Controversial plans for a £107million hotel, office and retail development in the heart of Aberdeen have been recommended for approval by city council planners.
A report to be considered at a meeting next week has backed the proposals from Muse Developments Ltd for the site of the former local authority headquarters at St Nicholas House.
The Marischal Square project has met strong opposition locally, with more than 1,200 people signing a petition urging councillors to rethink the scheme.
A public hearing held on August 29 also heard from a number of objectors, including Aberdeen Civic Society, which urged elected members to “cherish” the architectural heritage of the city.
The application won the backing of Historic Scotland, however.
The conservation body argued that the setting of A-listed gems such as Provost Skene’s House, Greyfriars John Knox Church and Marischal College could be “positively transformed” by the new development.
The local authority’s head of planning, Margaret Bochel, has recommended the scheme for approval, subject to an agreement on a financial contribution to the council’s strategic transport fund.
But the issue of pedestrianising Broad Street, which prompted major retailer John Lewis and the owners of the Bon Accord and St Nicholas Centres to object to the application, has been bypassed.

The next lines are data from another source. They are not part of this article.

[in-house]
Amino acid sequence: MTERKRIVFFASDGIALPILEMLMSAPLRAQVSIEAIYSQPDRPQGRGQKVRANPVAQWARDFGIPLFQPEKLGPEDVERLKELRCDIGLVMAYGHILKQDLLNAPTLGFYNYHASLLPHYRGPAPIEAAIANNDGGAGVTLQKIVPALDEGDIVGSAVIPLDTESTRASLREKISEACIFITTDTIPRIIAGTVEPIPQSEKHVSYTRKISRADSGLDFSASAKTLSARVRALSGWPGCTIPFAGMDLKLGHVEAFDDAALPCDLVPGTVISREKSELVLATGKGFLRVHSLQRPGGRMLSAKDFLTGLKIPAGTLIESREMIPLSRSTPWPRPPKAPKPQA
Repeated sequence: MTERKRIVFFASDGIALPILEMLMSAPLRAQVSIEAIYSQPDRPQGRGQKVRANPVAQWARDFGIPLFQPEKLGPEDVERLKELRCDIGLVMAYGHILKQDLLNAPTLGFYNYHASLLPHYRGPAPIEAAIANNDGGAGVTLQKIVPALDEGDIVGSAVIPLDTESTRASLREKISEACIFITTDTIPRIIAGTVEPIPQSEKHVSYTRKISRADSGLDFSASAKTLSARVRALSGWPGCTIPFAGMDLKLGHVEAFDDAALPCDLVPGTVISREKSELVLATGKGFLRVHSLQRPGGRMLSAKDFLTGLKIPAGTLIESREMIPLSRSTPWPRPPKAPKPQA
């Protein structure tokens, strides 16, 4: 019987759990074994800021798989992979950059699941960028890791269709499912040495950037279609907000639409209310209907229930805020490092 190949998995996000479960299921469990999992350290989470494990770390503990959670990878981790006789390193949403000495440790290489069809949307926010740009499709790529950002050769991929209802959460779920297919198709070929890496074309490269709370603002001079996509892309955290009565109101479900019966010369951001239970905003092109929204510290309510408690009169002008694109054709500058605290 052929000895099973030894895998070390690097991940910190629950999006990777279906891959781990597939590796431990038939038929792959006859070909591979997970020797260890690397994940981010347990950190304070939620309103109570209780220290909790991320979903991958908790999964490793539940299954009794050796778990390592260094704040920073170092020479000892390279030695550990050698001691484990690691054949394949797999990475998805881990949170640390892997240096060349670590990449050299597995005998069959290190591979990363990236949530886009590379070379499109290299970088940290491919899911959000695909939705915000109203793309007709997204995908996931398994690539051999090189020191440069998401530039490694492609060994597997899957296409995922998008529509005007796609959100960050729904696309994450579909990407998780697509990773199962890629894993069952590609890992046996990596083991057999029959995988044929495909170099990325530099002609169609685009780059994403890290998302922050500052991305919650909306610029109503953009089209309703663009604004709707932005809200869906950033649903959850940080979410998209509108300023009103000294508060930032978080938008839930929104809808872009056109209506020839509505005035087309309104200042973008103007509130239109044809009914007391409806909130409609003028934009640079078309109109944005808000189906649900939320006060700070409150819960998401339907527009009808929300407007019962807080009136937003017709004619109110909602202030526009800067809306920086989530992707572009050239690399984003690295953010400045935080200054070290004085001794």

The report says that planning permission is not required to close the road to traffic between Queen Street and Upperkirkgate, and as such will “not be considered” as part of the assessment of the application.
Councillors have already expressed concern about to the feasibility of the closure, which would reroute more than 60 buses an hour on to surrounding streets such as Upperkirkgate, Schoolhill and Union Terrace.
The council’s own team leader for roads projects, Tom Roger, told the public hearing in August that traffic modelling had shown the closure of Broad Street would cause “gridlock” at peak afternoon times if it happened prior to the completion of the Aberdeen Western Peripheral Route (AWPR).
Mr Roger suggested that the road should remain open until the bypass is completed in 2018.
The report prepared for Wednesday’s meeting of the full council leaves the door open for the authority to pedestrianise the street, but does not say it will definitely happen.
Ms Bochel states that planning consent is not required because Aberdeen City Council, as roads authority, would carry out the work, rather than the developer.
She adds that any work would be covered under the Town and County Planning (Scotland) Order 1992.
She adds: “Taking account of this background, determination of this application will not extend to assessment of pedestrianisation, nor its associated effects on the transport network, including noise and air quality.”
Several councillors contacted last night declined to comment on the application, fearing that any statement may preclude them from voting on the issue next week.
Privately, members of the planning committee expressed surprise that the council would not require planning permission to close-off a busy street in the city centre to all traffic.